It’s the end of the year, so you know what that means! It’s time to reflect on all the choices made throughout the year and create new goals to crush for 2020. In the spirt of reflection, I’m taking a look at all the things I learned my first year as a freelancer:
Exercise My Expertise
When I started, I had an idea of what good copy looked like. I knew concise, to-the-point, messaging worked best. I understood cleverness and wordplay had its place, but if it got in the way of delivering a strong message, it wasn’t worth incorporating.
Yet, when people reached out to me requesting wordy, over-the-top copy, I did it without hesitation.
Why? Because as a newbie, I wanted my clients to be happy, and I worried about offending them with my suggestions.
Instead of speaking up, I wrote copy that made me cringe with every keystroke. I’m talking product descriptions peppered with needless adverbs and adjectives. And web pages with run-on sentences that make you forget what you’re reading.
My clients loved every word, but I didn’t.
As my confidence grew, I realized I’m getting work because my clients see me as an expert. And as an expert, I owe it to them to offer suggestions that will help their business.
If they accept them, great, and if they don’t, I do it their way.
I Get What I Give
I’m not being hard on myself when I say I could have done more this year.
When I look at the amount of work I got (and the money I earned), I realize I’m lucky to have gotten this far without a lot of promotion. But, I also can’t help but wonder how much I could have done if I put more effort into it?
You know, like posting more on social media, seeking out work instead of waiting for it to come to me, creating this site a lot sooner.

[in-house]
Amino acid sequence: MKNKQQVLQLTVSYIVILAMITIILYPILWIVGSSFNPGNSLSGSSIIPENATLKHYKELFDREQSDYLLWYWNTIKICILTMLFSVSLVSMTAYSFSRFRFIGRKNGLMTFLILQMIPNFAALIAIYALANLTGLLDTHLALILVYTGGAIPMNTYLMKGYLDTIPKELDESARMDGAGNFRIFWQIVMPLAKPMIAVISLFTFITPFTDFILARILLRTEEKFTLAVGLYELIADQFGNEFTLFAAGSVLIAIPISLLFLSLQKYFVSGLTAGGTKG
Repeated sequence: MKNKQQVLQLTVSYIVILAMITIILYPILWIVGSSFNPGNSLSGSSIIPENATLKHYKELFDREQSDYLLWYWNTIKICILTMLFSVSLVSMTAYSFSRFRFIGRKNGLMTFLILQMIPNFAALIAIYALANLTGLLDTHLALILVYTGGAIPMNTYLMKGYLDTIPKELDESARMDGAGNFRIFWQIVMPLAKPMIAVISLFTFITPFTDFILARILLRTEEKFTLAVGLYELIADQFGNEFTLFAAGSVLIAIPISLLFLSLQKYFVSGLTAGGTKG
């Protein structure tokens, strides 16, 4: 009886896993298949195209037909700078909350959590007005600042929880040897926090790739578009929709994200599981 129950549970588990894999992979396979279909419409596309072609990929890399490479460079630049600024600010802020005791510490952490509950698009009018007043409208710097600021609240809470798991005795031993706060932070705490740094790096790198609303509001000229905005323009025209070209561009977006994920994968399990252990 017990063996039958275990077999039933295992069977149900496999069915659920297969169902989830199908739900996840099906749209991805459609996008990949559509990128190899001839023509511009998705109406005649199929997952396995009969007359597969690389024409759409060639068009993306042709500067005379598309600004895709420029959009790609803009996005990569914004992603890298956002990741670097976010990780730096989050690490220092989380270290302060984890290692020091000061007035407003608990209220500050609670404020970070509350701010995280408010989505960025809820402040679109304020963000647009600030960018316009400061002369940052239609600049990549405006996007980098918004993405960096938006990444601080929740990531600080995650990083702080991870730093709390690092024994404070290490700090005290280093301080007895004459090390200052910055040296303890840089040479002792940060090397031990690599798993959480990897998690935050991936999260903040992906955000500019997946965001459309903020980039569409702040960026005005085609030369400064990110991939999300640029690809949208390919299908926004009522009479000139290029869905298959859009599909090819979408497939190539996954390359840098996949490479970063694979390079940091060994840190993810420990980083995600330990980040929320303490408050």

But as the saying goes, when you know better, you do better, and I plan on doing a lot better with getting new business.
I Handle Criticism Pretty Well
I worried a lot about doing a “bad job” when I first started writing professionally, but when I got my first piece of harsh criticism, I didn’t run and hide. I took the words of the client seriously and used their feedback as a chance to improve.
That experience helped me learn to appreciate constructive criticism. It made me want to learn more, practice, and work harder.
It’s Okay To Say No
I used to say yes to every project that came my way because I needed the experience.
And yes, I needed the money too.
Now that I’m (kinda sorta?) finding my groove and figuring out what I’m good at, I realize not every client or project is for me.
Unreasonably demanding and disrespectful clients rob me of time I could devote to my other clients. As far as opportunities that don’t fit my skills (or interest), I think they deserve to go to someone more willing and capable.
When I have any doubts, I just… don’t.
I guess that’s it for now. I hope you enjoyed my first official blog post. Let me know what you think, and if you have any lessons from a major career move you made, I’d love to hear about them!